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Past Event

Deadly force: The legal basis of police shootings of unarmed black males in America

Past Event

Editor’s Note: Some of the figures presented in the introduction to this event were inaccurate and were corrected on November 6, 2018. The video footage above contains the uncorrected figures, whereas the Powerpoint presentation available here contains the corrected information. For details on the changes, please contact esablich@brookings.edu.

Unarmed black males continue to be disproportionately victimized by police violence in America. A sequence of recent high-profile shootings have sparked a national conversation on the treatment and perceived value of black males, as well as the legitimacy of lethal force by police. Many have questioned whether black males receive the same protections under the law or the same guarantee of the right to life and security as other individuals. What are the legal frameworks governing the use of excessive force by law enforcement? How has a history of systemic racism shaped the origin and application of these laws with respect to police conduct toward black males—and with respect to holding police officers accountable through the judicial system?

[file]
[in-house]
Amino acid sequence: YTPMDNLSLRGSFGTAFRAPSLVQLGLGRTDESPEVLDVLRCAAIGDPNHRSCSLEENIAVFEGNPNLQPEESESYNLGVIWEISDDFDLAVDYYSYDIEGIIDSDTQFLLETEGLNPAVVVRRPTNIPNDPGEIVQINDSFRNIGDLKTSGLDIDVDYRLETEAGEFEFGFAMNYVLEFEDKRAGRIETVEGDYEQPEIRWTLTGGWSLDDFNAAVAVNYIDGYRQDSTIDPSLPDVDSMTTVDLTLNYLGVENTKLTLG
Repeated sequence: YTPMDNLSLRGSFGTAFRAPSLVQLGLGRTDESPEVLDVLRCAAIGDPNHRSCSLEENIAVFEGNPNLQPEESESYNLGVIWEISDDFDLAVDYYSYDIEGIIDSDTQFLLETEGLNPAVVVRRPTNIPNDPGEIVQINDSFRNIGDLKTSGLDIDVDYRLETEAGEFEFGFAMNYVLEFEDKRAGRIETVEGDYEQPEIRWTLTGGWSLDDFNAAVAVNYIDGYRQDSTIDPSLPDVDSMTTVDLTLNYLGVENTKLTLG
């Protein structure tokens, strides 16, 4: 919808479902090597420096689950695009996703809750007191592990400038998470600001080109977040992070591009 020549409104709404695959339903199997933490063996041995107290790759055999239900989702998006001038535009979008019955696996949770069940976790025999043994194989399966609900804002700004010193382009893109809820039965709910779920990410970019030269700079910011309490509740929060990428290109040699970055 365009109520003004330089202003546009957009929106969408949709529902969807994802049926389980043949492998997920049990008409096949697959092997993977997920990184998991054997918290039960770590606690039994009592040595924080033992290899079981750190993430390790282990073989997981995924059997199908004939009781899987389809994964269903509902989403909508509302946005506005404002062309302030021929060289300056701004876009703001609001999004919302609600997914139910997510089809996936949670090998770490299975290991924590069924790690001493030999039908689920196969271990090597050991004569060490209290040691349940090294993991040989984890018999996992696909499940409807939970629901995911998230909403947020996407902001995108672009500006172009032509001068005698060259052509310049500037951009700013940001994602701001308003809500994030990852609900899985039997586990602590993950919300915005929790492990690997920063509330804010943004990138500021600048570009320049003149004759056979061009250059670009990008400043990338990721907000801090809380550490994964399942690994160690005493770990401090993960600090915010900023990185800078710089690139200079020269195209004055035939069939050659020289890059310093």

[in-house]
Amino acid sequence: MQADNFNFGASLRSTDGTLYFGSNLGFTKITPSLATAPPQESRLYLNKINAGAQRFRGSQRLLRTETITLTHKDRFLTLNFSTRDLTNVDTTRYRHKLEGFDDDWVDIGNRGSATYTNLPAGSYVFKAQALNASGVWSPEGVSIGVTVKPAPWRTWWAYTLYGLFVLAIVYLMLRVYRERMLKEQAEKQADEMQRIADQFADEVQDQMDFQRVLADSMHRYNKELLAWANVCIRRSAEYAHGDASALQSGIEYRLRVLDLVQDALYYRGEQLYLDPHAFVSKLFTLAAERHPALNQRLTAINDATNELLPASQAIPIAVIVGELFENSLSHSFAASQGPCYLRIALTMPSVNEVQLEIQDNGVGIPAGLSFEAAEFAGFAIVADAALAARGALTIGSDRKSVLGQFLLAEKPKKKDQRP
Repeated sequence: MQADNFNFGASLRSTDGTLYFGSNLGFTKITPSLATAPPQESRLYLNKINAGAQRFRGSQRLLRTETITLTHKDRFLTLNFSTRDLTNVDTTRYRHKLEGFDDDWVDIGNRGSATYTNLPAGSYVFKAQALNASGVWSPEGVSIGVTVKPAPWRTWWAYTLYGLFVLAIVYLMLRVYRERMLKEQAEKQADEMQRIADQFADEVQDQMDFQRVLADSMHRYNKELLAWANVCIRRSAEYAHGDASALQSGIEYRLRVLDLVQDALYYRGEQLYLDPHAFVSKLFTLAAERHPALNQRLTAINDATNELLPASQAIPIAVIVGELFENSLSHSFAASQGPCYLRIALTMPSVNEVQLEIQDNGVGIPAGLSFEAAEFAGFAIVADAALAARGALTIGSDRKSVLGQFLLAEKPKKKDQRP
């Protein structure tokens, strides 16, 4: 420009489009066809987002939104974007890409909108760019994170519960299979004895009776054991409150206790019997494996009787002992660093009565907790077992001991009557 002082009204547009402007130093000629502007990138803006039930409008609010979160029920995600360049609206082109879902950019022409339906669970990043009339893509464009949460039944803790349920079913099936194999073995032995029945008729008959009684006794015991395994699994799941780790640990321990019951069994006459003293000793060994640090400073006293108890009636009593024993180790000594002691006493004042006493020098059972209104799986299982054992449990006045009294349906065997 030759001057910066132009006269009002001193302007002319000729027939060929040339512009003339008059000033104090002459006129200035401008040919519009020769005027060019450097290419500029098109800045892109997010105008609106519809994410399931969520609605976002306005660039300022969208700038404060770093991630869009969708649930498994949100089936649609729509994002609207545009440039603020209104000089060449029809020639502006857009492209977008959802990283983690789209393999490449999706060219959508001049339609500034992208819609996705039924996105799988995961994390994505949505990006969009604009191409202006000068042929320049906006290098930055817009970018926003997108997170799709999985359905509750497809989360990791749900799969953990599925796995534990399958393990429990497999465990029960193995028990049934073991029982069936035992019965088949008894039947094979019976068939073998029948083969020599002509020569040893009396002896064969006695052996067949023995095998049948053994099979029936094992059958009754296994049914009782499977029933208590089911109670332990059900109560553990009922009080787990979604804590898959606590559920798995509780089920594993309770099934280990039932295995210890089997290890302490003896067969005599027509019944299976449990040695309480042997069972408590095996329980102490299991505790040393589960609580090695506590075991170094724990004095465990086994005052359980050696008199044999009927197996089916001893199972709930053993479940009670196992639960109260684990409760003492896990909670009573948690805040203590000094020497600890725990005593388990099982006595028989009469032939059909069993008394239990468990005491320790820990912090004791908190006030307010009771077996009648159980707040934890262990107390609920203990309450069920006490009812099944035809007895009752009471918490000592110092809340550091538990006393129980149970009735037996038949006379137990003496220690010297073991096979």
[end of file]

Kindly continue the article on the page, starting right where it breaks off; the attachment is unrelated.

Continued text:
On Friday, Oct. 26, the Race, Prosperity & Inclusion Initiative at the Brookings Institution hosted a moderated discussion with legal, academic, and advocacy experts to examine these pressing issues and challenges and explore policy options to address the cycle of police brutality against black males.

After the session, panelists took questions from the audience.

Agenda

Ngozi Ndulue

Director of Research and Special Projects - Death Penalty Information Center

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